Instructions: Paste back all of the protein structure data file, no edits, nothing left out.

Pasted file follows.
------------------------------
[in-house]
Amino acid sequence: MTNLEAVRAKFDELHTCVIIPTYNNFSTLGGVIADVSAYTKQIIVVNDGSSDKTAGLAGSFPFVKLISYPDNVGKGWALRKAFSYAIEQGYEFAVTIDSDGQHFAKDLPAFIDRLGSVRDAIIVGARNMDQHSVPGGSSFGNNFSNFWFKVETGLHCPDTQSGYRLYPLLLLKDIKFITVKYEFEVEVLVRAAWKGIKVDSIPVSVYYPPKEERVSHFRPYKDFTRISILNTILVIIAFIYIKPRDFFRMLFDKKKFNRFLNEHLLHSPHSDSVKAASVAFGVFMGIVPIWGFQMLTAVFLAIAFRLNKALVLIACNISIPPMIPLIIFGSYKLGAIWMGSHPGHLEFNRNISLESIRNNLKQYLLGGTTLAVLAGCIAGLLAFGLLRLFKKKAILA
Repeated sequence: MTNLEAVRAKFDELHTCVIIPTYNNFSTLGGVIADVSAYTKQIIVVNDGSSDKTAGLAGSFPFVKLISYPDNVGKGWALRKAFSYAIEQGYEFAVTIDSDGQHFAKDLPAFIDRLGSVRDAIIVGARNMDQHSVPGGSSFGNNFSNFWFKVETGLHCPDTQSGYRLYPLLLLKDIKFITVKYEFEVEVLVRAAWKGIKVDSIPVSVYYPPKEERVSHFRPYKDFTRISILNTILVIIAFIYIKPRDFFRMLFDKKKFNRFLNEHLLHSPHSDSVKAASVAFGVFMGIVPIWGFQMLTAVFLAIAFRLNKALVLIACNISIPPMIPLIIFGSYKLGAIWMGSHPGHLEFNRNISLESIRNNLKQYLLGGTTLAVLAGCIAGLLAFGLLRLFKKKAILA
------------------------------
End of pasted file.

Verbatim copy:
[in-house]
Amino acid sequence: MTNLEAVRAKFDELHTCVIIPTYNNFSTLGGVIADVSAYTKQIIVVNDGSSDKTAGLAGSFPFVKLISYPDNVGKGWALRKAFSYAIEQGYEFAVTIDSDGQHFAKDLPAFIDRLGSVRDAIIVGARNMDQHSVPGGSSFGNNFSNFWFKVETGLHCPDTQSGYRLYPLLLLKDIKFITVKYEFEVEVLVRAAWKGIKVDSIPVSVYYPPKEERVSHFRPYKDFTRISILNTILVIIAFIYIKPRDFFRMLFDKKKFNRFLNEHLLHSPHSDSVKAASVAFGVFMGIVPIWGFQMLTAVFLAIAFRLNKALVLIACNISIPPMIPLIIFGSYKLGAIWMGSHPGHLEFNRNISLESIRNNLKQYLLGGTTLAVLAGCIAGLLAFGLLRLFKKKAILA
Repeated sequence: MTNLEAVRAKFDELHTCVIIPTYNNFSTLGGVIADVSAYTKQIIVVNDGSSDKTAGLAGSFPFVKLISYPDNVGKGWALRKAFSYAIEQGYEFAVTIDSDGQHFAKDLPAFIDRLGSVRDAIIVGARNMDQHSVPGGSSFGNNFSNFWFKVETGLHCPDTQSGYRLYPLLLLKDIKFITVKYEFEVEVLVRAAWKGIKVDSIPVSVYYPPKEERVSHFRPYKDFTRISILNTILVIIAFIYIKPRDFFRMLFDKKKFNRFLNEHLLHSPHSDSVKAASVAFGVFMGIVPIWGFQMLTAVFLAIAFRLNKALVLIACNISIPPMIPLIIFGSYKLGAIWMGSHPGHLEFNRNISLESIRNNLKQYLLGGTTLAVLAGCIAGLLAFGLLRLFKKKAILA